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Horizon Kinetics March 2014 Commentary - Corporate Risk Reduction

Clients frequently ask what we expect the S&P 500 Index (“S&P 500”) to return in a given year. Our answer is nothing if not consistent: we do not know (and are wary of those who claim they do). However, we have been building an analysis set for some time now that indicates that institutional biases increasingly emphasize liquidity needs for their enormous pools of capital over investment merit, all in the name of reducing volatility.

At the index level, this trend is reflected in the prevalence of the float‐adjusted market capitalization weighted index construction methodology, the results of which include increasingly top‐heavy indexes and the exclusion or under‐representation of smaller or more closely‐held companies, even of entire industry sectors. Unfortunately for index investors, the same large companies that dominate index returns also face the greatest challenge with respect to future growth. How can a company with a $100 billion sales base generate enough incremental sales each year to move the needle when it has already saturated its market? Complicating matters further, since investors wish to experience low volatility, the company with a $100 billion sales base is expected not only to increase its revenues and earnings materially, but to do so in a manner that does not result in a variable earnings stream or stock price.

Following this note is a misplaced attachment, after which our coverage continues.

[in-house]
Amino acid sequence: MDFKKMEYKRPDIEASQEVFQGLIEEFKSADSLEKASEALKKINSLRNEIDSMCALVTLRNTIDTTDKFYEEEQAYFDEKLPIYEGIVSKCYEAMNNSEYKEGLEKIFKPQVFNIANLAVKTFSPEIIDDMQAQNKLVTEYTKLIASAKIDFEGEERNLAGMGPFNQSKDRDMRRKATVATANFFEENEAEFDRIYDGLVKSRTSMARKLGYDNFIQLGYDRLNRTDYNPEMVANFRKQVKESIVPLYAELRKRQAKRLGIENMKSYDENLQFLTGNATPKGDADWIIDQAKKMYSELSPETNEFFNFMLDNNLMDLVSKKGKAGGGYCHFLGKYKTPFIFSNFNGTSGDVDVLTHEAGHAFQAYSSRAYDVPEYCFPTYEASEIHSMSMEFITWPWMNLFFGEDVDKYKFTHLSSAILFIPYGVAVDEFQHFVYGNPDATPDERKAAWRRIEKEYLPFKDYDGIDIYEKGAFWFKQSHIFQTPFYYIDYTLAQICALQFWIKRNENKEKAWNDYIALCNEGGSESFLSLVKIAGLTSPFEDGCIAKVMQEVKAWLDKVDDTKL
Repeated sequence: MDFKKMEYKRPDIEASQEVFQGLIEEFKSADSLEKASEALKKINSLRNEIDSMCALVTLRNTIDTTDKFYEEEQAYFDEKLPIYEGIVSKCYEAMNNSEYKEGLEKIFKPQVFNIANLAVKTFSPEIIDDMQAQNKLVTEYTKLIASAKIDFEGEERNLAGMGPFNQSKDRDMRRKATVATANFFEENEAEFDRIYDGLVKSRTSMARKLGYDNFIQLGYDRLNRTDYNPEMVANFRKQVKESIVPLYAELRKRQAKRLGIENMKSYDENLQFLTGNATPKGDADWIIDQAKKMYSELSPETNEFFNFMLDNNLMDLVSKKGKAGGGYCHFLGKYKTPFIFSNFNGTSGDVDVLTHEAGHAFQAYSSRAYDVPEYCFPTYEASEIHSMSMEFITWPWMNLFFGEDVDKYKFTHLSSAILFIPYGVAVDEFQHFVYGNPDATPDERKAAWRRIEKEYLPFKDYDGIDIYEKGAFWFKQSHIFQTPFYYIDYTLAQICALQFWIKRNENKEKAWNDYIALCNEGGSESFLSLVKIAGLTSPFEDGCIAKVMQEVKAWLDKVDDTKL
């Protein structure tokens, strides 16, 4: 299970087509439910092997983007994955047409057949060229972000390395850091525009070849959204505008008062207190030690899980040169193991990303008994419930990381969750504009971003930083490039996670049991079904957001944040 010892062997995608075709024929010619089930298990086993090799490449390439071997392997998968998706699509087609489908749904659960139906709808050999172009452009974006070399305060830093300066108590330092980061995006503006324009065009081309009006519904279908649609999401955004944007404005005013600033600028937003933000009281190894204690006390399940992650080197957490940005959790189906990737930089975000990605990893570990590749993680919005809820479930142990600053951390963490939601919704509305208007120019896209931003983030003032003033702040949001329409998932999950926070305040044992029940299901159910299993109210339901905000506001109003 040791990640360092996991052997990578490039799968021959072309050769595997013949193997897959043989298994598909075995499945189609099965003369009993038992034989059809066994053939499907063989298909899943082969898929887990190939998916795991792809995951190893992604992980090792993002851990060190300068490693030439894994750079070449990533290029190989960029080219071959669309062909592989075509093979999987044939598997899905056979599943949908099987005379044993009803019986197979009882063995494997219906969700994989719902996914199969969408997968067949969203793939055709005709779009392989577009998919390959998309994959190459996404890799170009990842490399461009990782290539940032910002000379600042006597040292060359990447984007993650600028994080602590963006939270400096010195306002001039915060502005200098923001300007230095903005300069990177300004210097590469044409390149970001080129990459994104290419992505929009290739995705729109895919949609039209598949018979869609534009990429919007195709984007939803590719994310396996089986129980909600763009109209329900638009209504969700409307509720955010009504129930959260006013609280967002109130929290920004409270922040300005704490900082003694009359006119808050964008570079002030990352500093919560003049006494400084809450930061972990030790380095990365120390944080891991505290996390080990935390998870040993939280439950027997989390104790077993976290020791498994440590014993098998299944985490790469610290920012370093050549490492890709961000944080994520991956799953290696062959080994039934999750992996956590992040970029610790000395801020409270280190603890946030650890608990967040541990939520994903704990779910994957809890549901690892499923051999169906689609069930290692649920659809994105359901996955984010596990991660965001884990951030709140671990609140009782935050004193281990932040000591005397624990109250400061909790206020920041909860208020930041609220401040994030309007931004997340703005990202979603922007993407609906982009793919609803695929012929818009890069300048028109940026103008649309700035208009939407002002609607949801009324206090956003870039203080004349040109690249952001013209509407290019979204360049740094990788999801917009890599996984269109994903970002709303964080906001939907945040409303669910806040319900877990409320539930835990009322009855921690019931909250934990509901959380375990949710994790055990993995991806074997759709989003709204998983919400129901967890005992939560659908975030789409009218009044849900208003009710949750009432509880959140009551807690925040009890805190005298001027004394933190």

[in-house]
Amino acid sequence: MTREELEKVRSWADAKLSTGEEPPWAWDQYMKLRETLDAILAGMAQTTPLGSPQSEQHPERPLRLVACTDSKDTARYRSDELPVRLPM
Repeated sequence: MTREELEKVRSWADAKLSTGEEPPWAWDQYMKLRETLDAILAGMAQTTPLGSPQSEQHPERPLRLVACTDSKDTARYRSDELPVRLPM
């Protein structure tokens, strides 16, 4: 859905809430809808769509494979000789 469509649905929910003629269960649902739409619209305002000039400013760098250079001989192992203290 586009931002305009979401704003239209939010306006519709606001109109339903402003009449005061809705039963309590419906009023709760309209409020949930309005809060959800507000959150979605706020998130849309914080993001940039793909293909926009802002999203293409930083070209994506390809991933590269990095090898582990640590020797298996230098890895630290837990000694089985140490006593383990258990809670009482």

In the face of these two seemingly antagonistic goals, the largest corporations appear to be favoring risk reduction over long‐term value creation. One way of measuring this trend is to use the basic corporate liquidity measure, which is cash as a percentage of assets. The following table shows this measure for the 12 largest nonfinancial companies in the S&P 500; this discussion considers only nonfinancial companies because cash as a percentage of assets for Bank of America, for example, is not a meaningful figure. Note, too, that the top 12 nonfinancial companies in the S&P 500 happen to comprise 19.83% of the market value of the entire index, which is not a small number.

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AlbertaSunwapta
AlbertaSunwapta - 6 months ago

Interesting insights. My experience has been that the cash rich companies can tumble quite far despite their cash. Just look at Apple in 2009. It's the buyers and sellers that determine volatility and a large cash horde might put a floor under the price but inefficiently so. Moreover I now believe that the expectation that cash on the balance sheet and the hoped for optionality value it possesses is over rated. In 2009, '10 and on that optionality wasn't utilized because managements mirror the fears of the market place and may freeze up just as investors do. Buffett was one of the few that acted and deployed cash in that crisis. A look to Japan over the past 20 years might confirm or dismiss my view since their decline was slow and much different than the 2009 credit crisis and I believe in Japan there were a large number of cash rich firms, net-nets, etc. I would guess that they too also failed to deploy cash opportunistically.

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